Women’s Charter for Change Launched

On Tuesday 17th September, as part of Good Relations Week, WRDA launched the Women’s Charter and the full report into the North Belfast Women’s Voices programme that produced the Charter.

The report was launched in the Lord Mayor’s Parlour in Belfast City Council and we were honoured to have the Lord Mayor speak at the launch and express his appreciation of the work that the women who participated in this programme put into it. The programme required a willingness to engage in challenging discussions around some of the most difficult issues that our society faces, and to be keen to do this required a generosity of spirit and a courage that should be applauded. Without the determination of these women to tackle such a tough set of problems this programme would not have been a success.

The methodology was also key to the success of this programme. Taking around 2 years to complete, we worked first to give the participants a sound understanding of human rights, difference and othering and critical thinking, while also including training around inequalities and issues they faced in common, particularly health and gender inequality and a concern for younger people. By the time we began work on writing the Charter and discussing more sensitive issues such as parades and flags, the participants had built a mutual trust and respect. This allowed an openness and a degree of compromise not seen enough in these conversations.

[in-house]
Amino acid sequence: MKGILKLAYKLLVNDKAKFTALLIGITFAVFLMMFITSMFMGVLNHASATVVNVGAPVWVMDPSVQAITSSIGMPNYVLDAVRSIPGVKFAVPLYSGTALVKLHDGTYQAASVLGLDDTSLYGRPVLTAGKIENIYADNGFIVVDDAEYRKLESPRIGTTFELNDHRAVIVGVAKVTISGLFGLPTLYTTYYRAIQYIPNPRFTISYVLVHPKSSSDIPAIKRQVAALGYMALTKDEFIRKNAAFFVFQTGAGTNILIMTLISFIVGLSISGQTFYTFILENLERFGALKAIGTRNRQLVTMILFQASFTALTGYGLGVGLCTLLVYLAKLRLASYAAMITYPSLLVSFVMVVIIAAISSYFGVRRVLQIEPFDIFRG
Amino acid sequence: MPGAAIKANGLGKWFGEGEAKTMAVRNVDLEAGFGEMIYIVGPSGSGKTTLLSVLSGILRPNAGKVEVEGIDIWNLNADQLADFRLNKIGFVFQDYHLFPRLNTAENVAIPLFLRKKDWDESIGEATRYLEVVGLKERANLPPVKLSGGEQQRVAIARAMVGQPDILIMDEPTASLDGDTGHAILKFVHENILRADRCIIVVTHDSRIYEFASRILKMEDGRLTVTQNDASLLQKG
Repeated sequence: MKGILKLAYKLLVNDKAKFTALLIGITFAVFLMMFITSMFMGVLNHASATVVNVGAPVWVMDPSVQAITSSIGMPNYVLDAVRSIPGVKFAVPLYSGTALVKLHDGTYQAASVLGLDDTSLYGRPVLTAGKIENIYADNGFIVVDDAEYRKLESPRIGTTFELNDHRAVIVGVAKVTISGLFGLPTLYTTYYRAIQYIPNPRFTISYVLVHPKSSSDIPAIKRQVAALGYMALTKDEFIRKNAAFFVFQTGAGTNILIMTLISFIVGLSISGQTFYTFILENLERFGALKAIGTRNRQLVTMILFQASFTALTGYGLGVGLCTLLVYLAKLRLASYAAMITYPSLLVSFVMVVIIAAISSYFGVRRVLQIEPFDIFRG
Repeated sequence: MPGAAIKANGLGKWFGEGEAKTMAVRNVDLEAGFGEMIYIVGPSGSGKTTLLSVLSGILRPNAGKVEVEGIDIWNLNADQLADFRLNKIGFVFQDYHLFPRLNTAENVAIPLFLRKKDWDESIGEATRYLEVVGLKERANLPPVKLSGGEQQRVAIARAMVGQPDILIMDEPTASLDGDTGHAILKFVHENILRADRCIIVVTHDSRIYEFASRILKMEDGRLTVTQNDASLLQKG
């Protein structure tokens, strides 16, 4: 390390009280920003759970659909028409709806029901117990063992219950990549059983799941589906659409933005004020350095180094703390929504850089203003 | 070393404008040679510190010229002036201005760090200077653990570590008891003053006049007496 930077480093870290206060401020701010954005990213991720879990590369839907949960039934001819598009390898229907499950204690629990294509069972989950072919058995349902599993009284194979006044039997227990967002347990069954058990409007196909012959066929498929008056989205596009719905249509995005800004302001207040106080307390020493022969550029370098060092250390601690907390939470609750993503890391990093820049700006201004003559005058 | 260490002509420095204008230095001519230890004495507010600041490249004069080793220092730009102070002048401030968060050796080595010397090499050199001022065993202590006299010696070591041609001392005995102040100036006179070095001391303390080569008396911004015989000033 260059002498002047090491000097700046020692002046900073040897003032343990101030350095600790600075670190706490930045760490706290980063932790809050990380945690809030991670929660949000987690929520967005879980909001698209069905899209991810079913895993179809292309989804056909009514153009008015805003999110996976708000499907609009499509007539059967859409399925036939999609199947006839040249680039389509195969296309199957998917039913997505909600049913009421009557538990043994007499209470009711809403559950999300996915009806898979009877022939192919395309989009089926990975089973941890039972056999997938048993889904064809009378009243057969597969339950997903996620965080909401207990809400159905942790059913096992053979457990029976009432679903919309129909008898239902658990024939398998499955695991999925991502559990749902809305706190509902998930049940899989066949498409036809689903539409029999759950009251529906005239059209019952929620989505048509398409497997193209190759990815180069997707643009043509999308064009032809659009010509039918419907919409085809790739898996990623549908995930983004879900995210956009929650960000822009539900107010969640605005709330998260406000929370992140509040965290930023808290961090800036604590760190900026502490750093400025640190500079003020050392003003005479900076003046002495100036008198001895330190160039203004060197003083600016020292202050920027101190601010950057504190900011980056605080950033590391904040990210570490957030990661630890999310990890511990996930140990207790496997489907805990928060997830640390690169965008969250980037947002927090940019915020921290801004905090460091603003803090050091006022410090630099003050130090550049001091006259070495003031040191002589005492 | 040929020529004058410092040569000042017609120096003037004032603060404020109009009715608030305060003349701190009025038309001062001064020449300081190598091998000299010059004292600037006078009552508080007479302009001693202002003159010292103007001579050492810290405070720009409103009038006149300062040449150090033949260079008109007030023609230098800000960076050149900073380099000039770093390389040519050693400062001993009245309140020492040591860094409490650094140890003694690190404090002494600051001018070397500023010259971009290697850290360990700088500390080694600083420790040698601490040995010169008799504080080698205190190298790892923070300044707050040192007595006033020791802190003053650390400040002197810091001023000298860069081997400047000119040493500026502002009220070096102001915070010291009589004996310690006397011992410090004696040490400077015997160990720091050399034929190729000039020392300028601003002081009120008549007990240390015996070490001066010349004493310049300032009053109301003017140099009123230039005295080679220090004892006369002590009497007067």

The summary of the Charter is as follows:

· People want a better future for the next generation but fear this may not happen

· Integration, whatever way that happens, is key

· Understanding and education can help us understand the difficult parts of our history, as well as the reasons for certain traditions

· This understanding enables genuine respect and that must be mutual

· There is a feeling that certain vested interests want to keep us divided and suspicious; what more can be done about that?

· There is a role for women, specifically, who are more willing to engage in cross-community work and healing.

· There is an enormous well of trauma and grief and not enough help available for those who need it.

We believe that the learning from this programme seems to point the way forward; when we truly strive to include communities in these conversations we can foster trust and respect by genuine integration and good faith cross community work. It is vital also that we include women, as they are key to the long-term success of peacebuilding efforts. We won’t always agree, but if we can learn a little more about who we are, who our neighbours are, and how best we can share this place we call home, then we can go a long way towards making that better future for our children and future generations.